For most tech startups, there’s a natural prioritization of product-focused processes: writing code, building tech, designing the product, etc.
This is the result of a prevailing engineering ethos. But it can also encourage a dismissal of other company functions — like, for example, distribution: sales, marketing, and customer success. You know, the kinds of processes engineers assume to be really easy, and therefore less crucial.
Of course, this kind of thinking is a mistake. Distribution is just as important as engineering.
In fact, for many startups, the distribution side of the business poses an even bigger challenge than tech or product.
Distribution processes often break down as a result of avoidable mistakes. And here are a few of the most destructive ones that I’ve personally made or witnessed as a startup founder.
This is the belief that if you build the best product, you will automatically win out over the competition.
That’s just not true. Yes, you need a good product, but the quality of the product has little to do with how you bring it to market or your game plan for facilitating distribution. That plan, as it happens, is paramount. It has to be purposefully constructed and multi-layered. It’s not enough to run a few paid ads on Google.
Alex, my co-founder, and I, learned this the hard way. Back when we were starting Tracking Social, our first B2B startup, we gave in to this myopic way of thinking, believing wholeheartedly that we’d gain traction and even a kind of critical mass simply by running a few Google ads.
That didn’t happen. But the experience taught us a valuable lesson: to avoid Engineer’s Myopia.
On the opposite end of the spectrum, there is such a thing as going too big on marketing and distribution before your product is ready.
Bing is the perfect example of this. Bing, of course, is Microsoft’s search engine. The company envisioned it as a comparable alternative to Google, and I have witnessed its evolution while working at Microsoft.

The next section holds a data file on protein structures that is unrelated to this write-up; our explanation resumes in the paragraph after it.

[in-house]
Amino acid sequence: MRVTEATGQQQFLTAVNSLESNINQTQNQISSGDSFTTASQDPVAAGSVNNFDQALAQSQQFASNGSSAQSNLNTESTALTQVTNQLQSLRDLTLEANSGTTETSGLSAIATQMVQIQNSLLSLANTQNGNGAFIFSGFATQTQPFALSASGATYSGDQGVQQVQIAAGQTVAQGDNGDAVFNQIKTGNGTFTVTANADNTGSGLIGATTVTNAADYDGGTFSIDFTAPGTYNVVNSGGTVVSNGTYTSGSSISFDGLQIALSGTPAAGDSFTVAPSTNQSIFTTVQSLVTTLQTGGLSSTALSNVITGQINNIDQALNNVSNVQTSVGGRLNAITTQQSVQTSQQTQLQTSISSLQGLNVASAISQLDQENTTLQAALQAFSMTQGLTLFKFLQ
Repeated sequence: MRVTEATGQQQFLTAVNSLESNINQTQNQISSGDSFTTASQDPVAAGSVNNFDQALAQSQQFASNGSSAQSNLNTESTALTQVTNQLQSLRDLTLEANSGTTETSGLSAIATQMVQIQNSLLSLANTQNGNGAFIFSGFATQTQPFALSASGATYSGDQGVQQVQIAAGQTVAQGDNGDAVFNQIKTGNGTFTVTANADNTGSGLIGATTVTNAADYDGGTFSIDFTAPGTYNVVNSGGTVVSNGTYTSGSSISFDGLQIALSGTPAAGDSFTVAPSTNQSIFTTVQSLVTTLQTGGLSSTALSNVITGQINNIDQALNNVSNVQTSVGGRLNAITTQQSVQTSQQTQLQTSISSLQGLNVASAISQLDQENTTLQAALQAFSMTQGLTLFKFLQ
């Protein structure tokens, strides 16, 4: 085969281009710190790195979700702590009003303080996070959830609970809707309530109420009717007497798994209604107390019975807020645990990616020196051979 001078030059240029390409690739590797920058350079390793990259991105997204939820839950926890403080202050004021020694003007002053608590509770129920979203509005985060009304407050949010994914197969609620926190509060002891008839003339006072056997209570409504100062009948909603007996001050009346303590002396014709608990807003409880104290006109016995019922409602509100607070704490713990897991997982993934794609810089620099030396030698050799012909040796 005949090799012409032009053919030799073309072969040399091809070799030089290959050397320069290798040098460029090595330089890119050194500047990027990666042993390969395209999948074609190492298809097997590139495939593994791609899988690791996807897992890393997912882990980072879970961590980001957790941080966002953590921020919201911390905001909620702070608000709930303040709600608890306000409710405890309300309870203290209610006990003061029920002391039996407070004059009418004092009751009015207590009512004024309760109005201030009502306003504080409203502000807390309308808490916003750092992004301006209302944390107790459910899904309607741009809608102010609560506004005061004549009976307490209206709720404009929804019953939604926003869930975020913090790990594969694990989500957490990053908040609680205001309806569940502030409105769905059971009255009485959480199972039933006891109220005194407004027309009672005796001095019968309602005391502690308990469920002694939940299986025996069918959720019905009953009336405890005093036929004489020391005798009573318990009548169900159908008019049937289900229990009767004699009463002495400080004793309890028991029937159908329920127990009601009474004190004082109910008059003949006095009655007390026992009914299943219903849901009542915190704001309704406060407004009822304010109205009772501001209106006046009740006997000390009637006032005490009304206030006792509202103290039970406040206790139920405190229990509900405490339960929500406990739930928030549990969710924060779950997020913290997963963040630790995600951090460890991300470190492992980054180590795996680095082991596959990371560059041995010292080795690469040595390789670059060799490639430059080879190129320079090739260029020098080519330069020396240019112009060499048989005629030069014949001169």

As we know now, it flopped for the first few years of its existence.
Yet, the Bing team pushed forward with a huge marketing campaign anyway. The result? They burned their reputation with a huge percentage of first-time users who tried it at launch and had a bad experience. In time, Bing did improve, but they were never really able to recover from that bad first impression they made with users.
This could have been avoided with a more tempered ramp-up. Instead, Bing dove in head first, without caution, believing entirely in their greatness.
This is the most harmful assumption companies make when it comes to Customer Acquisition Cost (CAC) — that it will stay the same.
Often it goes like this. Companies look at how much their competitors are paying per click, and they assume they’ll generate the same kind of conversion. They think, “If we run an ad like this on that same sort of budget, we can get X users.”
The problem, of course, is that CAC is decidedly not static.
Since I got into the gaming profession, the cost per click for a user has risen close to 50x. Companies used to buy clicks for pennies. Now a single click might run several dollars.